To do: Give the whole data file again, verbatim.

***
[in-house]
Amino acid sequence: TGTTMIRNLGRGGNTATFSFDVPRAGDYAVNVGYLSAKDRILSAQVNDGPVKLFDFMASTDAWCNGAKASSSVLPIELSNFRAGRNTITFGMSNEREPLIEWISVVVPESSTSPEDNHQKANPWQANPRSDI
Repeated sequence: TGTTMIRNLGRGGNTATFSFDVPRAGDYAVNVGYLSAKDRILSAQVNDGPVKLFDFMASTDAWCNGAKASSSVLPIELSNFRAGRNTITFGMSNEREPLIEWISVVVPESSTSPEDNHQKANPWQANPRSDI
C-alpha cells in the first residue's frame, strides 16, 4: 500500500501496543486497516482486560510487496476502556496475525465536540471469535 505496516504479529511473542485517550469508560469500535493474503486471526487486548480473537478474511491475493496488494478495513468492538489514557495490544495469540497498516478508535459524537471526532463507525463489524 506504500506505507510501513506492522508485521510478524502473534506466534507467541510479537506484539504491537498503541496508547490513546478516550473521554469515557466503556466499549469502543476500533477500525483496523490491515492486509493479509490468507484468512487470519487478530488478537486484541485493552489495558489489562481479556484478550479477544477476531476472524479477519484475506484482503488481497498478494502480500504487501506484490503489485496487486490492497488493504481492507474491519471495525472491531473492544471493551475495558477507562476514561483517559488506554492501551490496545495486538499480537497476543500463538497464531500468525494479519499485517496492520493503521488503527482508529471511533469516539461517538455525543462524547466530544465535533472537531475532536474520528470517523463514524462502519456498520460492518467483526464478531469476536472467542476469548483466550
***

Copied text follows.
[in-house]
Amino acid sequence: TGTTMIRNLGRGGNTATFSFDVPRAGDYAVNVGYLSAKDRILSAQVNDGPVKLFDFMASTDAWCNGAKASSSVLPIELSNFRAGRNTITFGMSNEREPLIEWISVVVPESSTSPEDNHQKANPWQANPRSDI
Repeated sequence: TGTTMIRNLGRGGNTATFSFDVPRAGDYAVNVGYLSAKDRILSAQVNDGPVKLFDFMASTDAWCNGAKASSSVLPIELSNFRAGRNTITFGMSNEREPLIEWISVVVPESSTSPEDNHQKANPWQANPRSDI
C-alpha cells in the first residue's frame, strides 16, 4: 500500500501496543486497516482486560510487496476502556496475525465536540471469535 505496516504479529511473542485517550469508560469500535493474503486471526487486548480473537478474511491475493496488494478495513468492538489514557495490544495469540497498516478508535459524537471526532463507525463489524 506504500506505507510501513506492522508485521510478524502473534506466534507467541510479537506484539504491537498503541496508547490513546478516550473521554469515557466503556466499549469502543476500533477500525483496523490491515492486509493479509490468507484468512487470519487478530488478537486484541485493552489495558489489562481479556484478550479477544477476531476472524479477519484475506484482503488481497498478494502480500504487501506484490503489485496487486490492497488493504481492507474491519471495525472491531473492544471493551475495558477507562476514561483517559488506554492501551490496545495486538499480537497476543500463538497464531500468525494479519499485517496492520493503521488503527482508529471511533469516539461517538455525543462524547466530544465535533472537531475532536474520528470517523463514524462502519456498520460492518467483526464478531469476536472467542476469548483466550